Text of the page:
SITA keen to expand the use of facial recognition technology at airports

A file image of the checkin area at Brisbane Airport. (Brisbane Airport)
A file image of the checkin area at Brisbane Airport. (Brisbane Airport)

Air travel technology provider SITA says it is working with airports, airlines and the Australian government to expand the use of biometrics as part of efforts to help speed up and improve the passenger experience.

In March 2017, Air New Zealand, Brisbane Airport and SITA commenced an Australia-first trial featuring the use of facial recognition technology for passengers departing on Air New Zealand flights from Brisbane.

Under the trial, passengers flying Air New Zealand from Brisbane approach a self-service checkin kiosk featuring SITA Smart Path technology.

At checkin, the kiosk creates a “single secure token” using sophisticated biometrics – which in this case is the passenger’s face – that is linked to passenger’s travel documents.

When it comes time to get on the aircraft, passengers simply walk through an automated boarding gate which uses facial recognition technology to verify the correct passenger is boarding the correct aircraft, without the need to present a boarding pass, passport or travel document.

SITA president for Asia Pacific Sumesh Patel said the trial had shown passengers would spend less time at checkin and helped speed up boarding.

Further, it was hoped the use of biometrics could be expanded to other aspects of the passenger experience at the airport, such as for self-service bag drop and clearing immigration, as well as potentially duty free sales and entry into airport lounges.

“These are other pieces of the trial that we are also working with them and that will include the other touchpoints,” Patel told reporters in Sydney on Thursday.

“Every touchpoint you will use the biometric details.”


VIDEO: A look at SITA Smart Path Technology at Brisbane Airport on SITA’s YouTube channel.

SITA already works with the Australian government on its use of advance passenger processing (APP) for all international flights departing the country, which was switched on in 2016.

Under this system, passengers are pre-cleared for departure when checking in online, via an airport kiosk or at the counter, when their names and other personal information is checked against government watchlists in real-time.

There implementation of Outbound APP followed Australia already pre-clearing all international travellers flying into the country.

SITA is also part of similar trials with the use of biometrics in airline and airport operations in the United States with Jetblue and the US Customs and Border Protection (CBP) at Boston Logan airport, as well as at Hamad International Airport in Doha.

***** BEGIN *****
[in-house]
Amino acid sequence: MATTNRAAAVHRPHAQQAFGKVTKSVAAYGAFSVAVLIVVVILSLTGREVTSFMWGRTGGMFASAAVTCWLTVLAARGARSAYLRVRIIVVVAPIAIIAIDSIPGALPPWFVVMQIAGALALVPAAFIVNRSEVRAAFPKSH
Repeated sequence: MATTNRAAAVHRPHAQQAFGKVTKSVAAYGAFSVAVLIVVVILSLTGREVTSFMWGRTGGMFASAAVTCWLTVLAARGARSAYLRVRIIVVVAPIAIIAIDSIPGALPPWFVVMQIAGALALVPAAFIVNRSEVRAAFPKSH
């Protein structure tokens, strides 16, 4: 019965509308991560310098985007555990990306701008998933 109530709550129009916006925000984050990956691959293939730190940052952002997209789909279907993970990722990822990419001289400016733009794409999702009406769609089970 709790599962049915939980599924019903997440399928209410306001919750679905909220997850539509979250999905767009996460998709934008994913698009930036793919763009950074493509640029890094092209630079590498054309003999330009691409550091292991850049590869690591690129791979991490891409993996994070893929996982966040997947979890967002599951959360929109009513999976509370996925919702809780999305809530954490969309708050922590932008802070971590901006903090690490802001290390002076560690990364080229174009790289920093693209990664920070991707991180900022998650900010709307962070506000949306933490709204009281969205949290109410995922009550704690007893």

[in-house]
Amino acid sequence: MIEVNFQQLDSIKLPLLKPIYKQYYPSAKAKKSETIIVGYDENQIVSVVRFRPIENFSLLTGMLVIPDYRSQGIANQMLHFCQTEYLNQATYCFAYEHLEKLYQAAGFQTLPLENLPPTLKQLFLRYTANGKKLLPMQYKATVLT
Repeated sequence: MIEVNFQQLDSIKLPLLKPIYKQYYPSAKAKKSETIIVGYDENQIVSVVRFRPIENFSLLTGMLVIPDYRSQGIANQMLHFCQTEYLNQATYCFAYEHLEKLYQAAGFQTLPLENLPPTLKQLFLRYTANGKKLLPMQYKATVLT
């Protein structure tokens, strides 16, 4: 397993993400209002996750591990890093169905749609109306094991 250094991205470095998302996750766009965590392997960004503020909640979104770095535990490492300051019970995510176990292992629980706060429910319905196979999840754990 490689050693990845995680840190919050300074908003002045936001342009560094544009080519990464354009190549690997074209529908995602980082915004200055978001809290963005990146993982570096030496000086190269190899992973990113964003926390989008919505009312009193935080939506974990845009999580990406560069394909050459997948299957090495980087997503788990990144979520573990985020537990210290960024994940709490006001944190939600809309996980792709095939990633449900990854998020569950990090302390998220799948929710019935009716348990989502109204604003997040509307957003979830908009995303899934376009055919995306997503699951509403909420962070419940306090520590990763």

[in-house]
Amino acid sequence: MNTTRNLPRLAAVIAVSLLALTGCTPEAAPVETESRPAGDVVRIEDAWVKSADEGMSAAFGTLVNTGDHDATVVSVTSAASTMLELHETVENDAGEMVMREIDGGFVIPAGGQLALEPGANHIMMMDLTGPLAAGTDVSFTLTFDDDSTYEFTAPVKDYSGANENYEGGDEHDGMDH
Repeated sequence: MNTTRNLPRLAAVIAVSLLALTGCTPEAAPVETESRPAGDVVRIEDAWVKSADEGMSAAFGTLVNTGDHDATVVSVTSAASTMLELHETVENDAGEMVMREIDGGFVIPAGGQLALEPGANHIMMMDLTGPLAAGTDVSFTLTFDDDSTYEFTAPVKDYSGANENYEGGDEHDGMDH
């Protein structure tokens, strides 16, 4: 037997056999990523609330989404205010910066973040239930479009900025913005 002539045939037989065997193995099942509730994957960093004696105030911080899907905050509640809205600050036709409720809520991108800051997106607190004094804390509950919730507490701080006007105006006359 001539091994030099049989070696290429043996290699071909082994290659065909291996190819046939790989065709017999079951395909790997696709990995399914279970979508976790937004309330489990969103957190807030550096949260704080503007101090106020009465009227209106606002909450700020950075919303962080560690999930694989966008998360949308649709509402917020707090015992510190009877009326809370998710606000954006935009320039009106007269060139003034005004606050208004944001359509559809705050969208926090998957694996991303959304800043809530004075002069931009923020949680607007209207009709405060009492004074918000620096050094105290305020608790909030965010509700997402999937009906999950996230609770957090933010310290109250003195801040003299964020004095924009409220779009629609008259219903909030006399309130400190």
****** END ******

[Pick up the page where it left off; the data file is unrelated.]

The increasing use of self-service options by airlines and airports was reflected in the recent SITA 2017 Air Transport IT Trends Insights report, which showed airports around the world were projected to spend US$8.4 billion on IT related matters in 2017, a 20 per cent rise from US$7 billion actual spending in 2016.

Further, the report said airlines were also lifting their IT budgets, with projected spending forecast to rise to US$24.3 billion in 2017, up 11 per cent from US$21.9 billion in 2016.

In terms of self-service options, the SITA report found 51 per cent of airports planned to implement self boarding gates using biometrics and travel documents by 2020.

“Basically it is helping to speed up or help overall the passenger experience,” Patel said.

“In terms of the passenger trend survey we did, every passenger wanted to have overall control of their own journey and biometrics is basically an answer.”

And in a reflection of the growing familiarity with online options for travel, some 90 per cent of travellers said they booked their flights with self-service technologies.

The increasing use of automated or self-service options is being rolled out as industry forecasts show the number of air travellers exceeding seven billion a year by 2035, compared with about 3.5 billion a year currently, with the bulk of that growth expected to occur in the Asia Pacific region.

KATE AND LEO HELPING EASE QUEUES

Looking beyond biometrics, SITA has a number of other trials underway to further improve the passenger experience.

These include two robots, KATE and LEO.

KATE is a mobile checkin kiosk currently at Osaka Kansai Airport. The mobile kiosk is able to be deployed at peak times to help alleviate the queueing time for checkin.

Patel said the KATE the robot has been very well received at Osaka Kansai, with eight airlines signing up for the trial.

KATE the mobile checkin robot at Osaka Kansai Airport. (SITA)
KATE the mobile checkin robot at Osaka Kansai Airport. (SITA)

Meanwhile, LEO is a mobile bag drop robot that has been on trial at Geneva Airport. It can check passengers in, print bag tags and carry two suitcases for loading into the aircraft hold.

“So it will basically see where the congested area of the airport is and can be automatically deployed,” Patel said of KATE and LEO.

“Robots will come to you rather than you going and finding where to drop my bags or where to checkin.”


VIDEO: A look at SITA’s LEO Robot trial at Geneva Airport from SITA’s YouTube channel.

Comments

  1. David says

    I am very apprehensive about this. The broader remifications need to be considered. The company running such a scheme, could be asked by shopping centres to conduct a similar idea. They could then track anyone who goes into that shopping centre. This is just an example. With data matching, who knows how we might be tracked and logged in the future.